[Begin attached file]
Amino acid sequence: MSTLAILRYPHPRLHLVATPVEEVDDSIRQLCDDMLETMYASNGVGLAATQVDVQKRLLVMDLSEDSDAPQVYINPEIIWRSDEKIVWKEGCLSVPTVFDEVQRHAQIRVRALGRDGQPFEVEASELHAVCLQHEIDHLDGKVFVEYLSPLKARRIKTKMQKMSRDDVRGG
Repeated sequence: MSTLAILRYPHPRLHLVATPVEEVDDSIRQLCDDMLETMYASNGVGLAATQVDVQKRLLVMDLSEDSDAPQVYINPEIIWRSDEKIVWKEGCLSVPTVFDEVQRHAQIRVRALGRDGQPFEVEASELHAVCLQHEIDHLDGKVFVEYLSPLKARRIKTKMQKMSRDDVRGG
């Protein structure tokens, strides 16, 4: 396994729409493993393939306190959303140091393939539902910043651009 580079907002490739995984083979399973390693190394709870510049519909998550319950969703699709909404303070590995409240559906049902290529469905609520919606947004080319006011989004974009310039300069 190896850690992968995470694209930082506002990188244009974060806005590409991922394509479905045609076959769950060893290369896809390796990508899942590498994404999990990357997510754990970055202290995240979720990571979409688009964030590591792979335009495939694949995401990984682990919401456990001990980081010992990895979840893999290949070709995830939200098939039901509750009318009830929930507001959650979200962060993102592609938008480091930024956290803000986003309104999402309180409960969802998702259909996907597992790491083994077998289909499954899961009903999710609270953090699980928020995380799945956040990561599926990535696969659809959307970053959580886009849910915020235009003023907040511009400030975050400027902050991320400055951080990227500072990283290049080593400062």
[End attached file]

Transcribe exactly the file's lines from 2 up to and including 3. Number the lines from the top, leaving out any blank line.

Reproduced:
Repeated sequence: MSTLAILRYPHPRLHLVATPVEEVDDSIRQLCDDMLETMYASNGVGLAATQVDVQKRLLVMDLSEDSDAPQVYINPEIIWRSDEKIVWKEGCLSVPTVFDEVQRHAQIRVRALGRDGQPFEVEASELHAVCLQHEIDHLDGKVFVEYLSPLKARRIKTKMQKMSRDDVRGG
């Protein structure tokens, strides 16, 4: 396994729409493993393939306190959303140091393939539902910043651009 580079907002490739995984083979399973390693190394709870510049519909998550319950969703699709909404303070590995409240559906049902290529469905609520919606947004080319006011989004974009310039300069 190896850690992968995470694209930082506002990188244009974060806005590409991922394509479905045609076959769950060893290369896809390796990508899942590498994404999990990357997510754990970055202290995240979720990571979409688009964030590591792979335009495939694949995401990984682990919401456990001990980081010992990895979840893999290949070709995830939200098939039901509750009318009830929930507001959650979200962060993102592609938008480091930024956290803000986003309104999402309180409960969802998702259909996907597992790491083994077998289909499954899961009903999710609270953090699980928020995380799945956040990561599926990535696969659809959307970053959580886009849910915020235009003023907040511009400030975050400027902050991320400055951080990227500072990283290049080593400062």